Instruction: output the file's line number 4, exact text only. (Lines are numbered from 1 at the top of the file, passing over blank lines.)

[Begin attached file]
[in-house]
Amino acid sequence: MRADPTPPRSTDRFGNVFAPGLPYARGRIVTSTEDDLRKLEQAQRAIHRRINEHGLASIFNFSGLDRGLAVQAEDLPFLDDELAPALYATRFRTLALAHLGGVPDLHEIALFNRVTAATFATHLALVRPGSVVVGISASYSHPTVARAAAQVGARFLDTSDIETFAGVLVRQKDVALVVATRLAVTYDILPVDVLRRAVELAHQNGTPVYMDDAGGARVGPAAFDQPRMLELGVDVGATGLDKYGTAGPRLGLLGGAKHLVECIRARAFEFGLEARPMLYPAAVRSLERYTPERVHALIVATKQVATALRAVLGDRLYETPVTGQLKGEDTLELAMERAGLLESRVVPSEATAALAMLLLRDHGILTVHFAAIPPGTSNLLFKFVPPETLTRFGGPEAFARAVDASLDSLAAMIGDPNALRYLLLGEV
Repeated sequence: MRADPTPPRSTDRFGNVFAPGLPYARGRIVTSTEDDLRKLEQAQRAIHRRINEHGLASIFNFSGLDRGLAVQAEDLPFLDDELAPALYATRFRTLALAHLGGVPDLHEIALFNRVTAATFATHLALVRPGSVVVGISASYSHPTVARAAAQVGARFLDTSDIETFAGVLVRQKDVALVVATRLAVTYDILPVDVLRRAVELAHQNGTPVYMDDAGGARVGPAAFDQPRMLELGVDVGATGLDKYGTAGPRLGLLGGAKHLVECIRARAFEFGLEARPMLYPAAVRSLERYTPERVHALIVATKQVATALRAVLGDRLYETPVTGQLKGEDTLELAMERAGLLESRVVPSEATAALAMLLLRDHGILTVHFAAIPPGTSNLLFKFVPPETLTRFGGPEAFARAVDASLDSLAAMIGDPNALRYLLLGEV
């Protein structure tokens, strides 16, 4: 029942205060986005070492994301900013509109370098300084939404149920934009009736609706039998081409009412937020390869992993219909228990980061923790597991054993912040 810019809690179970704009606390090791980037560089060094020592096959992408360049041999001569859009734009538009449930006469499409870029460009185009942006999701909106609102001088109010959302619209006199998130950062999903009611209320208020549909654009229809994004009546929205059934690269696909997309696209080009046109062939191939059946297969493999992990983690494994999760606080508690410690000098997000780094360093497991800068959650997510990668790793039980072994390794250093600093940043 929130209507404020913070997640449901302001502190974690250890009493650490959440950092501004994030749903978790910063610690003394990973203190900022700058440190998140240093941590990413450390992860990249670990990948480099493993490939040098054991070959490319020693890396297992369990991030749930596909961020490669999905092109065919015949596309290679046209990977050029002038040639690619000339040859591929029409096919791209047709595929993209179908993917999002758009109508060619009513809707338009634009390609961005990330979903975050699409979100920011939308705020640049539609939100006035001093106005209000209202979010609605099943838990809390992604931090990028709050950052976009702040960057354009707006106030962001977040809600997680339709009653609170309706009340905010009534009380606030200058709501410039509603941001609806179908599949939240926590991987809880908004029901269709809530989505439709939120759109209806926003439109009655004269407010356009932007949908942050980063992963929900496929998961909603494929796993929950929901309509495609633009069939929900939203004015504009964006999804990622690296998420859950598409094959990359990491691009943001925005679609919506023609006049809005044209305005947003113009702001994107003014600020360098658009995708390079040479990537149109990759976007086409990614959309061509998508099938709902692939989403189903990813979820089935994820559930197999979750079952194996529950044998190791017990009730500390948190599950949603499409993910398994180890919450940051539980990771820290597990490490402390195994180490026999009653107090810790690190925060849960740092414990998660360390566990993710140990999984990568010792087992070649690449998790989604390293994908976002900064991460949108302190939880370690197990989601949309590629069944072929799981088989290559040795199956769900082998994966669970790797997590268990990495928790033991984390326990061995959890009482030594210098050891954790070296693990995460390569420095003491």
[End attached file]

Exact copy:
């Protein structure tokens, strides 16, 4: 029942205060986005070492994301900013509109370098300084939404149920934009009736609706039998081409009412937020390869992993219909228990980061923790597991054993912040 810019809690179970704009606390090791980037560089060094020592096959992408360049041999001569859009734009538009449930006469499409870029460009185009942006999701909106609102001088109010959302619209006199998130950062999903009611209320208020549909654009229809994004009546929205059934690269696909997309696209080009046109062939191939059946297969493999992990983690494994999760606080508690410690000098997000780094360093497991800068959650997510990668790793039980072994390794250093600093940043 929130209507404020913070997640449901302001502190974690250890009493650490959440950092501004994030749903978790910063610690003394990973203190900022700058440190998140240093941590990413450390992860990249670990990948480099493993490939040098054991070959490319020693890396297992369990991030749930596909961020490669999905092109065919015949596309290679046209990977050029002038040639690619000339040859591929029409096919791209047709595929993209179908993917999002758009109508060619009513809707338009634009390609961005990330979903975050699409979100920011939308705020640049539609939100006035001093106005209000209202979010609605099943838990809390992604931090990028709050950052976009702040960057354009707006106030962001977040809600997680339709009653609170309706009340905010009534009380606030200058709501410039509603941001609806179908599949939240926590991987809880908004029901269709809530989505439709939120759109209806926003439109009655004269407010356009932007949908942050980063992963929900496929998961909603494929796993929950929901309509495609633009069939929900939203004015504009964006999804990622690296998420859950598409094959990359990491691009943001925005679609919506023609006049809005044209305005947003113009702001994107003014600020360098658009995708390079040479990537149109990759976007086409990614959309061509998508099938709902692939989403189903990813979820089935994820559930197999979750079952194996529950044998190791017990009730500390948190599950949603499409993910398994180890919450940051539980990771820290597990490490402390195994180490026999009653107090810790690190925060849960740092414990998660360390566990993710140990999984990568010792087992070649690449998790989604390293994908976002900064991460949108302190939880370690197990989601949309590629069944072929799981088989290559040795199956769900082998994966669970790797997590268990990495928790033991984390326990061995959890009482030594210098050891954790070296693990995460390569420095003491």